If we stop to think, the high altitude wine would be all that exceeds sea level to a greater or lesser extent. Without going into too much technical appreciation, we will say that altitude, latitude, is also involved. Both in the north and in the south, the degrees of latitude oscillate between 30º and 50º with some exceptions. The proximity of the sea, longitudinally speaking or the topography are also determining factors in addition to the height. But let’s go back to altitude.
It must be said that there are very exceptional things in this sense, since we can find vineyards below sea level and above 3,500, but the usual thing is that they are around between 0 and 2,000.
According to an unwritten rule, those wines that grow from 500 (others say 800) meters above sea level are considered high altitude wines. Here, in Spain, we have (or so we say) the highest vineyards in Europe. And how does this influence the wine?
Well, the higher the altitude, the lower the temperature basically. If we take into account that it drops by one degree every hundred meters, we will see that a wine at a thousand meters can have an oscillation of almost 10º in some cases. This will have to do with maturation, aeration, pH, sugars… all those things that are taken into account in wines and that, in high altitude wines, make them fresher, with more acidity and generally , more long-lived.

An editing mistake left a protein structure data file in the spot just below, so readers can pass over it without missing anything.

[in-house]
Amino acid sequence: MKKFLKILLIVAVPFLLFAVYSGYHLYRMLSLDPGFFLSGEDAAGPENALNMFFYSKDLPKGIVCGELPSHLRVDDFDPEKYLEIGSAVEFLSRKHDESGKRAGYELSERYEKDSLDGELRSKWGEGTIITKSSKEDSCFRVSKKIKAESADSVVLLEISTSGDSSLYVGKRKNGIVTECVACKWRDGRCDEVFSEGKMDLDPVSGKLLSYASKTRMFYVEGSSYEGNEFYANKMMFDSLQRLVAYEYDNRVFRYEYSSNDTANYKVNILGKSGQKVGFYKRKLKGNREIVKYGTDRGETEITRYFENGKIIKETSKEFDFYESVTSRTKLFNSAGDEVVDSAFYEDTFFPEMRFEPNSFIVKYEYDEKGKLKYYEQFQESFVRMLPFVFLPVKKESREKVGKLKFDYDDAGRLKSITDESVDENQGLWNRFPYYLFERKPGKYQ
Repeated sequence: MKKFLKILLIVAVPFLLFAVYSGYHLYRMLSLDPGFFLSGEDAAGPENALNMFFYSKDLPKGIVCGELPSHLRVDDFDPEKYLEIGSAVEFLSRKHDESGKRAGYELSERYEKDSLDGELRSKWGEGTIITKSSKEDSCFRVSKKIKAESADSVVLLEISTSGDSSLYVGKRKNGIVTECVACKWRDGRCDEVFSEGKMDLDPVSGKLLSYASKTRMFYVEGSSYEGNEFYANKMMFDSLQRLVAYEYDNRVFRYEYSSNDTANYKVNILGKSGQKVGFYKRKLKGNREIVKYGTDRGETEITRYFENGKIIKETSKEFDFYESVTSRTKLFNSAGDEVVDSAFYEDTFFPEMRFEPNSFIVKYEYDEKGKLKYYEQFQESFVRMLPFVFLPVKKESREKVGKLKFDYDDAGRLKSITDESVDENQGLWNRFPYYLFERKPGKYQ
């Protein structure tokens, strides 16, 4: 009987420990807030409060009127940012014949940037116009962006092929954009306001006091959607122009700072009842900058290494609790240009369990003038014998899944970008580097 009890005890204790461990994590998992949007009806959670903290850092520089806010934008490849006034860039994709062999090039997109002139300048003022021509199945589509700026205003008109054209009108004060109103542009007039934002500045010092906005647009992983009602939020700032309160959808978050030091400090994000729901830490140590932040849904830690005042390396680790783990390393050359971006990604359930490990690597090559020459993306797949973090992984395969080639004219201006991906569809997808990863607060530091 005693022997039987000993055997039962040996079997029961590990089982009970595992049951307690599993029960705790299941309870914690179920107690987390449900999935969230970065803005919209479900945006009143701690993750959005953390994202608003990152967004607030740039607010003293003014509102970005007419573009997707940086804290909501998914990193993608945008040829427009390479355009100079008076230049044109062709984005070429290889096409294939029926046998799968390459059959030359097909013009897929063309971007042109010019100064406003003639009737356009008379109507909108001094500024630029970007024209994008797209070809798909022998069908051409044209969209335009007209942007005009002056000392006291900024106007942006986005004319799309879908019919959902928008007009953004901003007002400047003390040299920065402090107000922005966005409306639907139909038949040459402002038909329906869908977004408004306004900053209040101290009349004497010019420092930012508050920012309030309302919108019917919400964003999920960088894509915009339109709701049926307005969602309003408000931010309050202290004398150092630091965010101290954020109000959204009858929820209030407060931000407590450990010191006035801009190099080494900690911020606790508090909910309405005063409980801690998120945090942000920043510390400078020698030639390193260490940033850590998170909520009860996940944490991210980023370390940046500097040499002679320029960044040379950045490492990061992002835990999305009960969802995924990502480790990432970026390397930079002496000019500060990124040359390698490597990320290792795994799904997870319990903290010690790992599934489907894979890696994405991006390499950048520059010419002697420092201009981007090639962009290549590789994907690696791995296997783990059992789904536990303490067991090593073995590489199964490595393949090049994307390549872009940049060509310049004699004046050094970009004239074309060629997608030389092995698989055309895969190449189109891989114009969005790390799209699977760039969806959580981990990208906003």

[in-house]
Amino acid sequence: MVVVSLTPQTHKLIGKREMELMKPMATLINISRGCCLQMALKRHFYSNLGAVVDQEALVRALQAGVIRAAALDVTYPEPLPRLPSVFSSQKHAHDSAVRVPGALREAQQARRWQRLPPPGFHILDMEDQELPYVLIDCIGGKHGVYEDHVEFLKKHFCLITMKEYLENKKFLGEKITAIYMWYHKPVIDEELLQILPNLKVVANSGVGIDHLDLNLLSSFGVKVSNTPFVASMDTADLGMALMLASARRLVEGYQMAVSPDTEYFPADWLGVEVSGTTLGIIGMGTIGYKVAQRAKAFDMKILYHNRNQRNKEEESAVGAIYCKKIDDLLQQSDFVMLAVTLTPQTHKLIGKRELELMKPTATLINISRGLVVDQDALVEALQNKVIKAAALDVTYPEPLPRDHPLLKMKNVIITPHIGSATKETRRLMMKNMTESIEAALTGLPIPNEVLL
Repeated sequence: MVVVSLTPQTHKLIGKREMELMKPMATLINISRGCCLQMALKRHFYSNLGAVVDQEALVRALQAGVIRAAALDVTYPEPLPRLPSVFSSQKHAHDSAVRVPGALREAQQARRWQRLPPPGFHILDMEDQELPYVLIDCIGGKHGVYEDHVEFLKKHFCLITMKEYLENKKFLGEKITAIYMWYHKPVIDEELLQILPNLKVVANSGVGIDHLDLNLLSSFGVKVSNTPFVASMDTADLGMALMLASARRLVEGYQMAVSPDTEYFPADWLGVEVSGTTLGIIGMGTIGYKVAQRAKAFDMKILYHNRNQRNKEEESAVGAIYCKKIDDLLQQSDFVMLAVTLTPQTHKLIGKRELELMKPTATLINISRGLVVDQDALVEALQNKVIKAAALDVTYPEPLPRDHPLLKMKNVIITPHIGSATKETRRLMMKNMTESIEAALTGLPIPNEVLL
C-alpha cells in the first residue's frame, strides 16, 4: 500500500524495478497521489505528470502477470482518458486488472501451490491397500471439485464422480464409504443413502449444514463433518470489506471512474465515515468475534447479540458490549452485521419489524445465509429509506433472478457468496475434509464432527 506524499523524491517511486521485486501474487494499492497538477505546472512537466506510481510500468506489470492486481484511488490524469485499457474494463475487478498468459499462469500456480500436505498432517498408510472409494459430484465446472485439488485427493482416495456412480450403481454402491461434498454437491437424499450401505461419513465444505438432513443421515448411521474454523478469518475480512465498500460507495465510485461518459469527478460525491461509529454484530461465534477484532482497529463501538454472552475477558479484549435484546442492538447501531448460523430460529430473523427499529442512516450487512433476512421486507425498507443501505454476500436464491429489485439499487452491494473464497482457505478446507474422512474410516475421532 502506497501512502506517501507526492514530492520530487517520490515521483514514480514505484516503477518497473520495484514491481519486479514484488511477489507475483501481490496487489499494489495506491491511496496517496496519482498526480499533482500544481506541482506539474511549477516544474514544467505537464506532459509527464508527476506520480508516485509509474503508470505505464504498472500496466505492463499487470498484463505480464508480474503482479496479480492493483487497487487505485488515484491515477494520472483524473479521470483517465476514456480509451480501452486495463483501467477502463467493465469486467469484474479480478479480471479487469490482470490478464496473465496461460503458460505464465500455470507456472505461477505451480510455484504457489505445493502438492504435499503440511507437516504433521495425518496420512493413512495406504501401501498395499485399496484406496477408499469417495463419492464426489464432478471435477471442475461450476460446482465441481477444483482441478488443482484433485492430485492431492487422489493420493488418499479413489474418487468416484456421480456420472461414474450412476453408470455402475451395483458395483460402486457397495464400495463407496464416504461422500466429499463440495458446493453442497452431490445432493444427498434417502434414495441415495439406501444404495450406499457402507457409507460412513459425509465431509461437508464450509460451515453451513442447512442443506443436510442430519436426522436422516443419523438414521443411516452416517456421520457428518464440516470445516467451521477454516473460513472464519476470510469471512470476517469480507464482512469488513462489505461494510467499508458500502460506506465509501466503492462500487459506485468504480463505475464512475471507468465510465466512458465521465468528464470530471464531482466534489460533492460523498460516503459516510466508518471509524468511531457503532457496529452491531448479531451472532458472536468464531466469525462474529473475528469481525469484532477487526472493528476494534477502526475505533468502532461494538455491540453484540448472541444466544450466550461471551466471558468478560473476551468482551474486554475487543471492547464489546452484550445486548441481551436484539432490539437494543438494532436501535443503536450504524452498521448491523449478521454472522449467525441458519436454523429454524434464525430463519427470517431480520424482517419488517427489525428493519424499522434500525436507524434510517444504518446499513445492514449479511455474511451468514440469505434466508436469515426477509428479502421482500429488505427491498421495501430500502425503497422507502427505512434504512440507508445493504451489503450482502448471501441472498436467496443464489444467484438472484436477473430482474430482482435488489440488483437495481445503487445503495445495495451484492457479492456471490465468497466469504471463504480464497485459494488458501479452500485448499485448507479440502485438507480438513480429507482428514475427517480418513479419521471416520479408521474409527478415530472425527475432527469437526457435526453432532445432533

I give you some examples of high altitude wines from here. We start with Castell d’Encus, in Lleida and close to the Pyrenees. They make wines in medieval mills in the living rock of the mountain. If we go towards Huesca, we find Bal Minuta, in the Aragonese Pyrenees. Here, as in the previous one, the varieties are decisive when acclimatizing. If we go to the Region of Murcia, Alto de Inazares also produces wines above 1,300 meters. To close these examples, we go to the Alpujarra of Granada to find La Divisa where they work with organic wines in a new generation of winemakers who are committed to the terroir, the climate and the production of unique wines.
We could not finish this article without mentioning the wines of the DO Ribeira Sacra, the greatest exponent of mountain wines in Spain since, year after year, it is the Spanish designation of origin, and one of the regions in the world that has received the most awards in the largest international event of this modality, which is held annually in Aosta (Italy). It could not be less if we take into account the high quality of the wines from this Galician area in which wines are not only produced at altitudes above 500 m, but also on slopes of up to 30º inclination through the so-called “viticulture heroica” for the difficult conditions to which their vineyards are subjected in the steep mountains.
Sommelier and wine writer